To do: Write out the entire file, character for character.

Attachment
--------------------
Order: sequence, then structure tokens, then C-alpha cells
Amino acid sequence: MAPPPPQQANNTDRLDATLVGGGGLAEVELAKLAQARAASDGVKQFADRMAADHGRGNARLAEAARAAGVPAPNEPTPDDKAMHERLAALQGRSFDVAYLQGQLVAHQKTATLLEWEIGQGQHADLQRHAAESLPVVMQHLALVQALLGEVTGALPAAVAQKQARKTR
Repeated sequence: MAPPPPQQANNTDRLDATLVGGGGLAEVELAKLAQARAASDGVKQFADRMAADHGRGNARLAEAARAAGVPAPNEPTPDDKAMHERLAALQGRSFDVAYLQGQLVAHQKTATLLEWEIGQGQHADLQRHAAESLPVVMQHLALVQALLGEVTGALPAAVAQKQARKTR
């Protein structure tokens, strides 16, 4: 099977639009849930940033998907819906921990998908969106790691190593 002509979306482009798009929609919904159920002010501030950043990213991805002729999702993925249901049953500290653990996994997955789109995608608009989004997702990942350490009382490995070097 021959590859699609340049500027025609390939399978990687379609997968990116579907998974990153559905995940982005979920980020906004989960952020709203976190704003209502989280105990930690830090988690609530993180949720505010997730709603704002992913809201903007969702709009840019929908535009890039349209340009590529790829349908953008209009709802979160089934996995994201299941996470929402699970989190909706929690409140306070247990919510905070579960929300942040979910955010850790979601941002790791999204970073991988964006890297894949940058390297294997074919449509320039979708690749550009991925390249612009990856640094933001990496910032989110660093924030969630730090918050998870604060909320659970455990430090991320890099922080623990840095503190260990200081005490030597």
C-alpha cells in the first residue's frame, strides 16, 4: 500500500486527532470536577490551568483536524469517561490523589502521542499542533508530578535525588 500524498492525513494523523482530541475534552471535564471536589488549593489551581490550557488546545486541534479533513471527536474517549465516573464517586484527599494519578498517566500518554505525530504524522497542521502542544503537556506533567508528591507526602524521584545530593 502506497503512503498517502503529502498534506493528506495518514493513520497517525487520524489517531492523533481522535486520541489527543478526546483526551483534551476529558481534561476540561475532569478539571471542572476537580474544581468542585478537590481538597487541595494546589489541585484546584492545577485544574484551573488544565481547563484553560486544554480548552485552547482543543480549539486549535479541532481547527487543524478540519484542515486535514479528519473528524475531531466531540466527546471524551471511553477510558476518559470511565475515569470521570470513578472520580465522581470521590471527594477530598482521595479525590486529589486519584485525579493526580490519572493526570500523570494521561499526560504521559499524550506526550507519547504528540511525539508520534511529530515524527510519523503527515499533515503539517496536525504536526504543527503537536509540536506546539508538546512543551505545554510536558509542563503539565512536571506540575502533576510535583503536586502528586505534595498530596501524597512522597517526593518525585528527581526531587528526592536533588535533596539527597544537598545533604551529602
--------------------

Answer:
Order: sequence, then structure tokens, then C-alpha cells
Amino acid sequence: MAPPPPQQANNTDRLDATLVGGGGLAEVELAKLAQARAASDGVKQFADRMAADHGRGNARLAEAARAAGVPAPNEPTPDDKAMHERLAALQGRSFDVAYLQGQLVAHQKTATLLEWEIGQGQHADLQRHAAESLPVVMQHLALVQALLGEVTGALPAAVAQKQARKTR
Repeated sequence: MAPPPPQQANNTDRLDATLVGGGGLAEVELAKLAQARAASDGVKQFADRMAADHGRGNARLAEAARAAGVPAPNEPTPDDKAMHERLAALQGRSFDVAYLQGQLVAHQKTATLLEWEIGQGQHADLQRHAAESLPVVMQHLALVQALLGEVTGALPAAVAQKQARKTR
């Protein structure tokens, strides 16, 4: 099977639009849930940033998907819906921990998908969106790691190593 002509979306482009798009929609919904159920002010501030950043990213991805002729999702993925249901049953500290653990996994997955789109995608608009989004997702990942350490009382490995070097 021959590859699609340049500027025609390939399978990687379609997968990116579907998974990153559905995940982005979920980020906004989960952020709203976190704003209502989280105990930690830090988690609530993180949720505010997730709603704002992913809201903007969702709009840019929908535009890039349209340009590529790829349908953008209009709802979160089934996995994201299941996470929402699970989190909706929690409140306070247990919510905070579960929300942040979910955010850790979601941002790791999204970073991988964006890297894949940058390297294997074919449509320039979708690749550009991925390249612009990856640094933001990496910032989110660093924030969630730090918050998870604060909320659970455990430090991320890099922080623990840095503190260990200081005490030597």
C-alpha cells in the first residue's frame, strides 16, 4: 500500500486527532470536577490551568483536524469517561490523589502521542499542533508530578535525588 500524498492525513494523523482530541475534552471535564471536589488549593489551581490550557488546545486541534479533513471527536474517549465516573464517586484527599494519578498517566500518554505525530504524522497542521502542544503537556506533567508528591507526602524521584545530593 502506497503512503498517502503529502498534506493528506495518514493513520497517525487520524489517531492523533481522535486520541489527543478526546483526551483534551476529558481534561476540561475532569478539571471542572476537580474544581468542585478537590481538597487541595494546589489541585484546584492545577485544574484551573488544565481547563484553560486544554480548552485552547482543543480549539486549535479541532481547527487543524478540519484542515486535514479528519473528524475531531466531540466527546471524551471511553477510558476518559470511565475515569470521570470513578472520580465522581470521590471527594477530598482521595479525590486529589486519584485525579493526580490519572493526570500523570494521561499526560504521559499524550506526550507519547504528540511525539508520534511529530515524527510519523503527515499533515503539517496536525504536526504543527503537536509540536506546539508538546512543551505545554510536558509542563503539565512536571506540575502533576510535583503536586502528586505534595498530596501524597512522597517526593518525585528527581526531587528526592536533588535533596539527597544537598545533604551529602